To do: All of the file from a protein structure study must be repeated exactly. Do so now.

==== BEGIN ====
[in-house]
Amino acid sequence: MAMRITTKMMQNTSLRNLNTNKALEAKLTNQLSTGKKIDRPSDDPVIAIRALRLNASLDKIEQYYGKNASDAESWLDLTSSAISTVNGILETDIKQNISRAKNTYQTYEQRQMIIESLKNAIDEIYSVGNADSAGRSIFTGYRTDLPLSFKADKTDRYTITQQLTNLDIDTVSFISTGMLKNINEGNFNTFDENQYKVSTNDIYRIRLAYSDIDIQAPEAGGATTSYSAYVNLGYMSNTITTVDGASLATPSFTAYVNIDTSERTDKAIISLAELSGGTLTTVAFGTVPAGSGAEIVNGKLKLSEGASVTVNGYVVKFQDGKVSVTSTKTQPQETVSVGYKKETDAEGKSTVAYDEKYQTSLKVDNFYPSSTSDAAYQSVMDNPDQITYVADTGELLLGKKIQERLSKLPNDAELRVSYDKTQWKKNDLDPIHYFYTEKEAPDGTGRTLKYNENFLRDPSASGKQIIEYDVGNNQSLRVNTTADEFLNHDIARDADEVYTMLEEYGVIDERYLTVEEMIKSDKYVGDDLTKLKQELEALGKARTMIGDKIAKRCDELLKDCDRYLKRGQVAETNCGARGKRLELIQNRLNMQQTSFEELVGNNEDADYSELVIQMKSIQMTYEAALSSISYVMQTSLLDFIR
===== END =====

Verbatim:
[in-house]
Amino acid sequence: MAMRITTKMMQNTSLRNLNTNKALEAKLTNQLSTGKKIDRPSDDPVIAIRALRLNASLDKIEQYYGKNASDAESWLDLTSSAISTVNGILETDIKQNISRAKNTYQTYEQRQMIIESLKNAIDEIYSVGNADSAGRSIFTGYRTDLPLSFKADKTDRYTITQQLTNLDIDTVSFISTGMLKNINEGNFNTFDENQYKVSTNDIYRIRLAYSDIDIQAPEAGGATTSYSAYVNLGYMSNTITTVDGASLATPSFTAYVNIDTSERTDKAIISLAELSGGTLTTVAFGTVPAGSGAEIVNGKLKLSEGASVTVNGYVVKFQDGKVSVTSTKTQPQETVSVGYKKETDAEGKSTVAYDEKYQTSLKVDNFYPSSTSDAAYQSVMDNPDQITYVADTGELLLGKKIQERLSKLPNDAELRVSYDKTQWKKNDLDPIHYFYTEKEAPDGTGRTLKYNENFLRDPSASGKQIIEYDVGNNQSLRVNTTADEFLNHDIARDADEVYTMLEEYGVIDERYLTVEEMIKSDKYVGDDLTKLKQELEALGKARTMIGDKIAKRCDELLKDCDRYLKRGQVAETNCGARGKRLELIQNRLNMQQTSFEELVGNNEDADYSELVIQMKSIQMTYEAALSSISYVMQTSLLDFIR